Royal Theater

116 S. Sycamore Street,
Archer City, TX 76351

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LouRugani on July 25, 2012 at 4:43 pm

(Mount Carmel Daily Republican Register, October 19, 2007)

A ‘Royal’ Rebirth
by Kristen Tribe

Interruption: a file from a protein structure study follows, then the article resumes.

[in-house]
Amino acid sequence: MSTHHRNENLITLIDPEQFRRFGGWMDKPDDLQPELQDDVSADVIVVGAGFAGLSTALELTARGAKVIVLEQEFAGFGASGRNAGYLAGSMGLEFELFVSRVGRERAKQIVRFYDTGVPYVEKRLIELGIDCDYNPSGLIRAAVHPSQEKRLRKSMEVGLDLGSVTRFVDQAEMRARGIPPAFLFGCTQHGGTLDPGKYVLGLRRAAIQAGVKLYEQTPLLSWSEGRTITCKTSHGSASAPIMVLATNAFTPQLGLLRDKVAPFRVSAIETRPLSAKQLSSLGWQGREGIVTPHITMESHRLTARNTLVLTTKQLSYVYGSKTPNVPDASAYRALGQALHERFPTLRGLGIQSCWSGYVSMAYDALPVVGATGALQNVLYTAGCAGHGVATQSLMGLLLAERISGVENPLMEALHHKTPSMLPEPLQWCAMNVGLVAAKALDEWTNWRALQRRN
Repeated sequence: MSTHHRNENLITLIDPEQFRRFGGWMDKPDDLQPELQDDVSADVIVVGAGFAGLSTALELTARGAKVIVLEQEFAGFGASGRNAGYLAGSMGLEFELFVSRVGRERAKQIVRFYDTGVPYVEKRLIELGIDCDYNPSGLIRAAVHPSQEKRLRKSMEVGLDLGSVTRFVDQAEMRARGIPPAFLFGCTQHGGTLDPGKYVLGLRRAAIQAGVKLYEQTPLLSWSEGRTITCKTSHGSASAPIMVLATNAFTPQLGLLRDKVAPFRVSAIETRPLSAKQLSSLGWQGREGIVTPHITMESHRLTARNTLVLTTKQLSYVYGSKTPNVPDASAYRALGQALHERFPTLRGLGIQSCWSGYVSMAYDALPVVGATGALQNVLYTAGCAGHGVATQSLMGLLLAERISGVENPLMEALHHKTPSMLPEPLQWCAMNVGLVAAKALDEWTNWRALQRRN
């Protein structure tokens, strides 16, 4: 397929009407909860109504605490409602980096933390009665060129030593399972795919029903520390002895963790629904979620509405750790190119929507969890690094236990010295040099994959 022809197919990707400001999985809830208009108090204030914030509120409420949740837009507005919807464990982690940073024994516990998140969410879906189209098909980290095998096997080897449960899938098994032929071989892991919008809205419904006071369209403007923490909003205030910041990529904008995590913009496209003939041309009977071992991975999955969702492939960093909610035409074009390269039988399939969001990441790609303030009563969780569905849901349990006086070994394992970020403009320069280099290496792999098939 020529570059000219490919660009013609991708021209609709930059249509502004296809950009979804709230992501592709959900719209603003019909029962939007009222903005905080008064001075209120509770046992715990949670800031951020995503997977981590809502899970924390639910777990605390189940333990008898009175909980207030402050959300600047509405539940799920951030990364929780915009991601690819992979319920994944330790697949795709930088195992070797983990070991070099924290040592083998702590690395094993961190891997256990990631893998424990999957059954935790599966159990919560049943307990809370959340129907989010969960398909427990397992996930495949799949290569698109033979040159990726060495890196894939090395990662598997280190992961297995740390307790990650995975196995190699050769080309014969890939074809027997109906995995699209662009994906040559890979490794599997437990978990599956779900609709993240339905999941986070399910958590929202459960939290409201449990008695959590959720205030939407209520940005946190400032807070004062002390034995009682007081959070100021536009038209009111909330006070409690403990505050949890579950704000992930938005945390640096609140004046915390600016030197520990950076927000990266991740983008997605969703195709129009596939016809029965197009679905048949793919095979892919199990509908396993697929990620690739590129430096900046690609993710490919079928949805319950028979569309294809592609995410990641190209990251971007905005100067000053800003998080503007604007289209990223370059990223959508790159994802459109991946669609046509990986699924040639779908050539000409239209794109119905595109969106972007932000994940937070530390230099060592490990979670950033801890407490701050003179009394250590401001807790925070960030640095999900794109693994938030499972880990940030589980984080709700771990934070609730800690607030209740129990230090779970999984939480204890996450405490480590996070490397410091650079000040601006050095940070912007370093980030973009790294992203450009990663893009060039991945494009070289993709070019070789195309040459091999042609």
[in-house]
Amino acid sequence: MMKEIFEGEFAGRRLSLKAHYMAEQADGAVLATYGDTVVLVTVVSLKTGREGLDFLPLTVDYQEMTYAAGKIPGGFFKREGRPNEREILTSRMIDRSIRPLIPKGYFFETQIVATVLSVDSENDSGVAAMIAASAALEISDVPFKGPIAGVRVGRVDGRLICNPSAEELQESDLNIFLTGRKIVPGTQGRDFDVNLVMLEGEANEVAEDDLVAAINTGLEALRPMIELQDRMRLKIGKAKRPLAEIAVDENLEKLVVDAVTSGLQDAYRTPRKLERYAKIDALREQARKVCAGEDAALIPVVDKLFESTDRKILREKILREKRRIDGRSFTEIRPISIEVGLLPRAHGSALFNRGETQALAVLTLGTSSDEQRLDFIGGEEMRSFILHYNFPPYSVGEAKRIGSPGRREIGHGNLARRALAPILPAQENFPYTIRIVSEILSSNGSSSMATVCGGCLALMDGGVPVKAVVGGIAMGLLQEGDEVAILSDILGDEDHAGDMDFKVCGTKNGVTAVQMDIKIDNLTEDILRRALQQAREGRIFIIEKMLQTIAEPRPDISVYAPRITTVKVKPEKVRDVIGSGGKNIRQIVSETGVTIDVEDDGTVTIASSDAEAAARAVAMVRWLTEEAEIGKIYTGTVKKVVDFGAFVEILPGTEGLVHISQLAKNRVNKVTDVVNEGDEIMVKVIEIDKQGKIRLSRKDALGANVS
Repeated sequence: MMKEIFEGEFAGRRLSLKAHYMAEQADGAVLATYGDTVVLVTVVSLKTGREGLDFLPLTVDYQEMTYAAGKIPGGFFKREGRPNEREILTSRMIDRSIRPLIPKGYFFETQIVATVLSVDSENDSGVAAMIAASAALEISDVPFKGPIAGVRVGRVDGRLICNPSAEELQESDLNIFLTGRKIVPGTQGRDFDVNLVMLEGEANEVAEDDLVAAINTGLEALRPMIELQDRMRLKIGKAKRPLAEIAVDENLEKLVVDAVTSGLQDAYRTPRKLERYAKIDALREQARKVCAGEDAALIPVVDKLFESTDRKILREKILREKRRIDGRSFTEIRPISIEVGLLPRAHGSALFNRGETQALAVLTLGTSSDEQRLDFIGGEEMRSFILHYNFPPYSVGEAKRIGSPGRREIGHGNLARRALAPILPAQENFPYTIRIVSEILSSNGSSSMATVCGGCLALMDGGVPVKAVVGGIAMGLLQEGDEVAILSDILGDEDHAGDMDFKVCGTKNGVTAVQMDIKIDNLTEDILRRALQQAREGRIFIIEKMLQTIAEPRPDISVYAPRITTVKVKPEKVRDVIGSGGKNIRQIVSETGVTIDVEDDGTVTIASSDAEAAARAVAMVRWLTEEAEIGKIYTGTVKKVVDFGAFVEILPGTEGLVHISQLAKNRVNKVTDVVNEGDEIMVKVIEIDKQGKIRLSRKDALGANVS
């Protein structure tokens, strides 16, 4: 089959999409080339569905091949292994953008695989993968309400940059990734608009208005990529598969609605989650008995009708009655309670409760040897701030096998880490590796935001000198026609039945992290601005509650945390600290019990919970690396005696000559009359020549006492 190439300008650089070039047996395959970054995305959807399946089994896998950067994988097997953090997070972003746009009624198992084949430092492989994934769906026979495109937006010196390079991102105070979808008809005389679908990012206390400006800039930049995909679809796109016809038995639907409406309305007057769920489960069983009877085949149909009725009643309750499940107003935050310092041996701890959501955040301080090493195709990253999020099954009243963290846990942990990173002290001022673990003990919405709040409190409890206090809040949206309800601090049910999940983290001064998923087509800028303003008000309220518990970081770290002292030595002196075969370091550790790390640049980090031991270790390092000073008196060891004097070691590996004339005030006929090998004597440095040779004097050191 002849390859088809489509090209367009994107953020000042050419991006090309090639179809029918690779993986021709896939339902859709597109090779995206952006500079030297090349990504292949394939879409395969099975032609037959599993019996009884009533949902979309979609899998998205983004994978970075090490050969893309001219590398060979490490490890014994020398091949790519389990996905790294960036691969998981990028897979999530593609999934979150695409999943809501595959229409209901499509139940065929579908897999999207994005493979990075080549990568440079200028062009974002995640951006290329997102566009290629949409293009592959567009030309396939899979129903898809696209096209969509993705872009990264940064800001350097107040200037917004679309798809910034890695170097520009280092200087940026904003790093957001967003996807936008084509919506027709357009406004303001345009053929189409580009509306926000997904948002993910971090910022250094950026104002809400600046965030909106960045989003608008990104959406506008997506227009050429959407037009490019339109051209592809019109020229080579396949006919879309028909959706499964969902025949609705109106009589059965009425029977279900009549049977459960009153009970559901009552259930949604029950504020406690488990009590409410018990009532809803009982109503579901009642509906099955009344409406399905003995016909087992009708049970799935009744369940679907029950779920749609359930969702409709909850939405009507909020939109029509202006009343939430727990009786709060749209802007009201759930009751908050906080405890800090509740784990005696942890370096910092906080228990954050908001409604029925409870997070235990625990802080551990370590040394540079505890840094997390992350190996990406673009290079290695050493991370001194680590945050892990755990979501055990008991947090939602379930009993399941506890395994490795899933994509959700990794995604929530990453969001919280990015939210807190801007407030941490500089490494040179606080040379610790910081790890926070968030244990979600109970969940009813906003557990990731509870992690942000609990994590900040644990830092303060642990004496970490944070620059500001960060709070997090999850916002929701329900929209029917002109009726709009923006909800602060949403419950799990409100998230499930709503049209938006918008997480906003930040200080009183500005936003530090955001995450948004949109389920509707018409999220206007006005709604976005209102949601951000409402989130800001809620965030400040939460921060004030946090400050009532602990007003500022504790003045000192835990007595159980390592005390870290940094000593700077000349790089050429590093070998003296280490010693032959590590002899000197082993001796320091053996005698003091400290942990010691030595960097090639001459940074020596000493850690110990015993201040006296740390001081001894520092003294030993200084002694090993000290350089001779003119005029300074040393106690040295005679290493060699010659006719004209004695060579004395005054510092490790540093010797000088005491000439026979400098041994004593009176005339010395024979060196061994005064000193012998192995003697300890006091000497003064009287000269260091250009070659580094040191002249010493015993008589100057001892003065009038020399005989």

Laughter ripples through the crowd at the Royal Theater in Archer City, Texas (pop. 1,848), as singer Rodney Hayden tells a witty tale. But as he begins strumming his guitar, the laughter subsides, Hayden begins to sing and the audience absorbs every note. “Singer-songwriters love nothing more than you listening to what they have to say,” says Tesha Thomas, producer of the Lite Week Lazy Boy Supper Club at the Royal, a recurring showcase for performers to sing their songs and tell their stories. The Royal Theater has a long tradition of inspiring storytelling, first as a movie house, then as the basis of a famous novel and film, now as host to the supper club, theatrical productions and the Texasville Opry, which presents six performances each year. Pulitzer Prize-winning author Larry McMurtry, 71, grew up in Archer City and well remembers going to the Royal as a child. “Most of the movies I saw were at the Royal,” he recalls. “We had to drive in from the ranch. It was the only culture there was, so to speak.” In 1965, the town’s shred of culture was lost when the theater burned; although a cause was never determined, locals always believed it was because someone was smoking in the balcony. Despite its destruction, the Royal became a risen “star” when McMurtry spotlighted it in his novel “The Last Picture Show” the following year. It was memorialized again in the award-winning 1971 movie based on McMurtry’s book and filmed partially on location in Archer City. In 1986, McMurtry opened Booked Up in Archer City, a bookstore comprising four buildings and hundreds of thousands of books. The store proved to be a haven for book dealers, readers, movie buffs and autograph seekers in search of the author. But despite the literary and cinematic attention brought to the town, the Royal continued to lay in ruins until a local theatrical group, the Picture Show Players, decided to rebuild it as a multiuse performing arts center. “A group of people wanted to perform and wanted to see it rebuilt and have an economic impact,” says Archer County Judge Gary Beesinger, 54, producer of the Texasville Opry and himself a member of Picture Show Players. “It was an ‘If we build it, they will come’ mentality.” On August 24th, 2000, the 35th anniversary of the day it burned, the Royal Theater reopened. Since its rebirth, the Royal has regularly hosted a variety of theatrical and musical productions and various other events. Another Archer City native, actress Angela Kinsey, who plays Angela Martin on NBC’s hit series The Office, held her rehearsal dinner and wedding reception at the Royal in 2001. Although the dinner was planned for the theater, the reception was to be outdoors until a violent storm necessitated an emergency move inside. “The winds picked up and everything went nutty,” says Kinsey, who lives in Los Angeles but regularly visits family in Archer City. “People were running for cover and salad was flying through the air.” Despite the storm, her wedding is just one of many fond memories Kinsey has of Archer City. She and a friend often did their high school homework at Booked Up, and she remembers always being curious about the ruins of the Royal Theater and excited to hear about its restoration. “It’s important for every community to have a creative outlet,” Kinsey says. Today, the Royal Theater’s bright blue ticket booth serves as a beacon to storytellers of all sorts, and to those who want to hear their tales. McMurtty, who splits his time between homes in Archer City and Tucson, Ariz., says the Royal is once again a place of cultural significance in an area where ranching and oil comprise much of the economic base. “It’s always good,” he says, “to have a little something to bring the stimulation of art into a small town.”